timbs4339 wrote:Most careers are a long-term investment. You don't go to law school to get rich before you are 30, and most people can't do that anyway.

If a person can handle the 3-5 years of paying off 50K of debt per year is another question from if it's a good long-term investment. I've talked to enough people at firms to know that they don't just take every single third-year associate out the back and put two in the head after they are done with them.


I don't think even I suggest that fire all third years and that they can't jobs. I do suggest that by your fourth year, most of your class is gone and it's not easy to just lateral into a sweet in-house job. But it's not 3-5 years of paying 50k either. 5 years would be super aggressive with very little leisure. No going out. No buying clothes. No taking a vacation. No taking care of parents/brother/sister/family. And most importantly to personal finances, no savings.

I agree that it can be a good long-term investment but for most, and this includes the T14, that's not the case. And it's not the case because the career is bullshit or whatever; it's tuition and salary today that has made it so.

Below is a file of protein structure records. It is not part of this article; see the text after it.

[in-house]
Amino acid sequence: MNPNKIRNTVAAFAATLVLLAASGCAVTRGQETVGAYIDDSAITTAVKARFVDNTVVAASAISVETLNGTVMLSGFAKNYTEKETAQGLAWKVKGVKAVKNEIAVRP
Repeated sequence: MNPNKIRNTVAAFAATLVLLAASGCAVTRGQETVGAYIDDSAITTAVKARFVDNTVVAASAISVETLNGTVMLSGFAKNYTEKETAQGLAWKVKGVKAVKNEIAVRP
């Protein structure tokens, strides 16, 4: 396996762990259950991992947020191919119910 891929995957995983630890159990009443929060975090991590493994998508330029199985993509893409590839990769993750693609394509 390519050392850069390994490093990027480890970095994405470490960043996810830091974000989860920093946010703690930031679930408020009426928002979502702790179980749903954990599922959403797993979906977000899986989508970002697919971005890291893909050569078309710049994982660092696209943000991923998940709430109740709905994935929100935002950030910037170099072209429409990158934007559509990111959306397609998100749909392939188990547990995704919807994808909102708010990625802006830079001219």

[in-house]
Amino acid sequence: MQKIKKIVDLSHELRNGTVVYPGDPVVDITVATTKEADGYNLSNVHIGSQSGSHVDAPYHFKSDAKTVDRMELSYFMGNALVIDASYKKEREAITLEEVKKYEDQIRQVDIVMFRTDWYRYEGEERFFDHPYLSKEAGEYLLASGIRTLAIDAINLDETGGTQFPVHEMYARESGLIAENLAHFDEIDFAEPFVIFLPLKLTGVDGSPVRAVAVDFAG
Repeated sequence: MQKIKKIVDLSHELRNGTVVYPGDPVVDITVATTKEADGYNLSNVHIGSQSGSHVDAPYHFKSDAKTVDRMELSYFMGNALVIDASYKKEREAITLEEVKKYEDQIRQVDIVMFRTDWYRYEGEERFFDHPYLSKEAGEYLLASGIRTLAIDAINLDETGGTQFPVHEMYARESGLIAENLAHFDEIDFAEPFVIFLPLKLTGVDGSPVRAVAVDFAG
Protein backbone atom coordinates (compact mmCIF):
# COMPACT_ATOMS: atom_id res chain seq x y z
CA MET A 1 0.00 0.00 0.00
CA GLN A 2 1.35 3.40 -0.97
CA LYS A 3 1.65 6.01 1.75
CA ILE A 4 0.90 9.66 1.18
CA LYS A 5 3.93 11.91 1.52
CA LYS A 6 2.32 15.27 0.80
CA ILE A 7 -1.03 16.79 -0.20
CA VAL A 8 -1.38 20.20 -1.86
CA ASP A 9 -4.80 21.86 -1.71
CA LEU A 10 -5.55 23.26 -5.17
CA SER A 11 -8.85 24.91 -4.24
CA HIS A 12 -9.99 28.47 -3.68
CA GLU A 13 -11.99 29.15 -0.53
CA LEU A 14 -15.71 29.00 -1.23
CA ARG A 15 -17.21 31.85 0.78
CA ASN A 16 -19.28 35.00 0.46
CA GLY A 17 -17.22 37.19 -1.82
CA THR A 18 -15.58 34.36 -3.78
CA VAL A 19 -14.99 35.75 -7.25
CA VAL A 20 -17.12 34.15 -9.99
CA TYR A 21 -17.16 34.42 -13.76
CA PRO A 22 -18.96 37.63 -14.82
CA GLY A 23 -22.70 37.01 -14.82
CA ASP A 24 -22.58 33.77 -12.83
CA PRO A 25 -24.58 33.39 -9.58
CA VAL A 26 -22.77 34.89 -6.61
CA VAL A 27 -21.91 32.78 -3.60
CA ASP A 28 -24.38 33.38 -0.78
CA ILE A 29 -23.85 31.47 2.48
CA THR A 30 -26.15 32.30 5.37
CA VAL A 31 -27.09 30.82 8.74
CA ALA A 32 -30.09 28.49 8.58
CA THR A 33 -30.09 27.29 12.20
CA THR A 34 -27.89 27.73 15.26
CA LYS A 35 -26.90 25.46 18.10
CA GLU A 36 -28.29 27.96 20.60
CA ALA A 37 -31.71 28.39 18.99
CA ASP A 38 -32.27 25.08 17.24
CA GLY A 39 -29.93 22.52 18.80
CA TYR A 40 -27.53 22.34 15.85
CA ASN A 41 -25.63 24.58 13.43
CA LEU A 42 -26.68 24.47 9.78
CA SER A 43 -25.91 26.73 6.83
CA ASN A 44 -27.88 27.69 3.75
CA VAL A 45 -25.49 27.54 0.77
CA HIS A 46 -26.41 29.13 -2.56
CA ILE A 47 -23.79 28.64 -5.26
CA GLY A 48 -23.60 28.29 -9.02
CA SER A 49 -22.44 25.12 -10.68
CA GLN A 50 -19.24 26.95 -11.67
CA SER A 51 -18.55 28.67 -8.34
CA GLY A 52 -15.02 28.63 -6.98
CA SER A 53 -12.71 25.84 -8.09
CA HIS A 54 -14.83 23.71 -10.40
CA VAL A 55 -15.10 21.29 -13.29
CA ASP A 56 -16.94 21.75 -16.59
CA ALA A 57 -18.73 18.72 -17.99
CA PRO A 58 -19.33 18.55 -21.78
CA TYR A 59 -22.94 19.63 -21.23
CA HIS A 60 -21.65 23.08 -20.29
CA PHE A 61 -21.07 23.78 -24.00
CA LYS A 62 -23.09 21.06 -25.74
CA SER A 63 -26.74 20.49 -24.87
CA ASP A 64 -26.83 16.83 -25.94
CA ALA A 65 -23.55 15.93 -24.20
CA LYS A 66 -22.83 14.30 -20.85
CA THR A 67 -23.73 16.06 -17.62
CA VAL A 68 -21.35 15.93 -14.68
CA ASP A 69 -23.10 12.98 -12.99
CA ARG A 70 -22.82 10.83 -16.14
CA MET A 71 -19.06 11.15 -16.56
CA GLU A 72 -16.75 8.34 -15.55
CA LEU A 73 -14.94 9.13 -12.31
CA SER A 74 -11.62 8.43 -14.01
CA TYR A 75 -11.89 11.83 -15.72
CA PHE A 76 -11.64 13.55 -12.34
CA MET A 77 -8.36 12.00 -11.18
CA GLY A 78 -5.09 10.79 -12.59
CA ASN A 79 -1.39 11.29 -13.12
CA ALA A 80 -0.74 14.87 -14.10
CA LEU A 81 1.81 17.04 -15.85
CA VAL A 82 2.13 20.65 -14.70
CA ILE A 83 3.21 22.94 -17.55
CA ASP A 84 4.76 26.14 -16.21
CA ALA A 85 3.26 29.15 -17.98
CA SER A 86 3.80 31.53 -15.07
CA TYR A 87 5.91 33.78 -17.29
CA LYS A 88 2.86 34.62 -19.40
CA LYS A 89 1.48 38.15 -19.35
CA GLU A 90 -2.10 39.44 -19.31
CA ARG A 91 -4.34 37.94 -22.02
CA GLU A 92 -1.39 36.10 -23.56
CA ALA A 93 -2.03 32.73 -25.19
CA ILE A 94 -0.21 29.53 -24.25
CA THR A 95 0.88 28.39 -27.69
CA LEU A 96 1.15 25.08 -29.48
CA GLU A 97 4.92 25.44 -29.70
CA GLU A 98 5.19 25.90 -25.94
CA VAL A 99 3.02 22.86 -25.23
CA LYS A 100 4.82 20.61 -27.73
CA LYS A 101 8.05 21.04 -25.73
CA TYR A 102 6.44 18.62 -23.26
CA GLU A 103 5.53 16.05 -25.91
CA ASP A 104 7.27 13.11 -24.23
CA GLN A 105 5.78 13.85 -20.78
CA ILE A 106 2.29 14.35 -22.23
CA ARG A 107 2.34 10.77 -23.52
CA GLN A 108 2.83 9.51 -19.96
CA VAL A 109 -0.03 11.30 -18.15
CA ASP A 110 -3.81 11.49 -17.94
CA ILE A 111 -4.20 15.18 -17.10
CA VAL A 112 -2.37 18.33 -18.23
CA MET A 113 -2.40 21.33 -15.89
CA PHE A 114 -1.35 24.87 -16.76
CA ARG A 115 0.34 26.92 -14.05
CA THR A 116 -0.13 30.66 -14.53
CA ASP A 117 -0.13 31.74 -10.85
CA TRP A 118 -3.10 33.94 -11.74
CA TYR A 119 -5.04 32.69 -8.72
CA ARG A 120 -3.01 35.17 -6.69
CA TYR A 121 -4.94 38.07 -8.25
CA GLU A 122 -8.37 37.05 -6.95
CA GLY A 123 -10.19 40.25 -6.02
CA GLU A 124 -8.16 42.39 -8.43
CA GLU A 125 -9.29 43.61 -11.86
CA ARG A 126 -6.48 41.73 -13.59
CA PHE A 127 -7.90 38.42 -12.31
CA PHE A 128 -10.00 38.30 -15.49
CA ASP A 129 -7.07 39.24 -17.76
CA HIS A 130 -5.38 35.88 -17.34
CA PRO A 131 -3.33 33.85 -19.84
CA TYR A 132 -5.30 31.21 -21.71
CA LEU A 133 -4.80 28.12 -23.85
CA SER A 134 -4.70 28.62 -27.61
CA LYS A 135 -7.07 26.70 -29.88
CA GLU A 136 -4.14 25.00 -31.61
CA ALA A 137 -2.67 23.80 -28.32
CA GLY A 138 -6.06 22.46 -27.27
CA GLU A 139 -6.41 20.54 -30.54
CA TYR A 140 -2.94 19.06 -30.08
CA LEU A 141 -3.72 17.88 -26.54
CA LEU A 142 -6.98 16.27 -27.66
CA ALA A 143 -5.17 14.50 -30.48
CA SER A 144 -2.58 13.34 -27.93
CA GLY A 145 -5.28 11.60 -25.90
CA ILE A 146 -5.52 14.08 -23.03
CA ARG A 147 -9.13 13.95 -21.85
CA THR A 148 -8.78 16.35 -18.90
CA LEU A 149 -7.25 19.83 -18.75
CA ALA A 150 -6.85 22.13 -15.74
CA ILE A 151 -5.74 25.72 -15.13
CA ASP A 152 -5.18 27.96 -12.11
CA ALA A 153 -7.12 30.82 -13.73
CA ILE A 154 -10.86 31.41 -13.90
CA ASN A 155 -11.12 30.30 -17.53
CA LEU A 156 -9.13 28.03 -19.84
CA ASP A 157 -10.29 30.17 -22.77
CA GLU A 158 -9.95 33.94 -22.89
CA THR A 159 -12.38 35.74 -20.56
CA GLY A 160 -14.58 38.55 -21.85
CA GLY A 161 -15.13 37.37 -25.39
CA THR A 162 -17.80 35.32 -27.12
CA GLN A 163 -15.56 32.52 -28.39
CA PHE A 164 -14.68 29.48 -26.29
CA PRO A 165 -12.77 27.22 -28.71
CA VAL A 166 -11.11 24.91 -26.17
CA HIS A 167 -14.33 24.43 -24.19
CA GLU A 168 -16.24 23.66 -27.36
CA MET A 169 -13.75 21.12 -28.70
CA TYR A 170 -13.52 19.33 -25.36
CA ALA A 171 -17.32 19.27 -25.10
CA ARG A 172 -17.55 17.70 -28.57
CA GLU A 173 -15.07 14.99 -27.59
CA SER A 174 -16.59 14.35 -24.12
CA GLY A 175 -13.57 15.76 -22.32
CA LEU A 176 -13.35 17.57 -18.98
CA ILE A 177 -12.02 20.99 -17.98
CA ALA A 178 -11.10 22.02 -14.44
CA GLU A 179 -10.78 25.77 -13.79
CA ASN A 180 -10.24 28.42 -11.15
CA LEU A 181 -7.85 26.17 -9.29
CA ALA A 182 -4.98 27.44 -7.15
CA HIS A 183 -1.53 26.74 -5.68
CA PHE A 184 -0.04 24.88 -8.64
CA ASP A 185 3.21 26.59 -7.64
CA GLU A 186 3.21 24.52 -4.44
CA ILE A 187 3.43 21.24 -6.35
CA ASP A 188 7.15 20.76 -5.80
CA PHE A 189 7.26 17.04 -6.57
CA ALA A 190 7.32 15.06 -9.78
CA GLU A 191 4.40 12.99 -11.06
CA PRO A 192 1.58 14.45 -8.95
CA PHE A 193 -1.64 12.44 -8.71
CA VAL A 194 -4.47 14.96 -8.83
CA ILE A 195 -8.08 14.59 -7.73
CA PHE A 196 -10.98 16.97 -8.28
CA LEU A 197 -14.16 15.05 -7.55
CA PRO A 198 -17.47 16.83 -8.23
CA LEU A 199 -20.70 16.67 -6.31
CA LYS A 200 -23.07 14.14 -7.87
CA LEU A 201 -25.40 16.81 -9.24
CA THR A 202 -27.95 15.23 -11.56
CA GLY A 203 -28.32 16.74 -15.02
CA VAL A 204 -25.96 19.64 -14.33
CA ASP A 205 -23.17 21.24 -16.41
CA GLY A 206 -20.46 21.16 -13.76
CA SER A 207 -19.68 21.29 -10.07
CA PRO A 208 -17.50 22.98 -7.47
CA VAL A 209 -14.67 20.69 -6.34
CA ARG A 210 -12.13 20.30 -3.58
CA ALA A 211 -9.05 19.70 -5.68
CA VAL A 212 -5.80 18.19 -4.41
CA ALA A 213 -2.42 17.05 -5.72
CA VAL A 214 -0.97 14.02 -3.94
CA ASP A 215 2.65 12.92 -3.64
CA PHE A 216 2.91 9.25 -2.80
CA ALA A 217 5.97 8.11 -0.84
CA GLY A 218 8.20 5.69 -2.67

"Most" of your class isn't gone by Y4. People lateral to other firms, other cities, midlaw, boutiques, clerkships, state and federal government. They go in-house in both legal and non-legal roles. Again, I've talked to enough very cynical people at firms who have every reason to report "the sky is falling" and they don't report the kind of wasteland for post-biglaw employment that you and the more radical elements of the scamblog movement seem to assume is par for the course. You'd need to present me with some hard data.

W/r/t the lifestyle aspect, there just isn't a lot of time to do that stuff anyway. That's a completely different consideration from whether biglaw is worth it financially. If you value your free time and flexible vacation schedule biglaw isn't for you even if you have $0 debt.


Most of your class is gone by Y4. Lateraling, finding other work, or leaving law entirely counts as being gone. Some people leave of their own volition and some are nudged out and some are probably in between, but problem is what you do afterwards. Again, you probably won't pay off your debt in five years and your next job will most likely pay less than you made in big law. There are exit options but they're not all desirable or easy to get.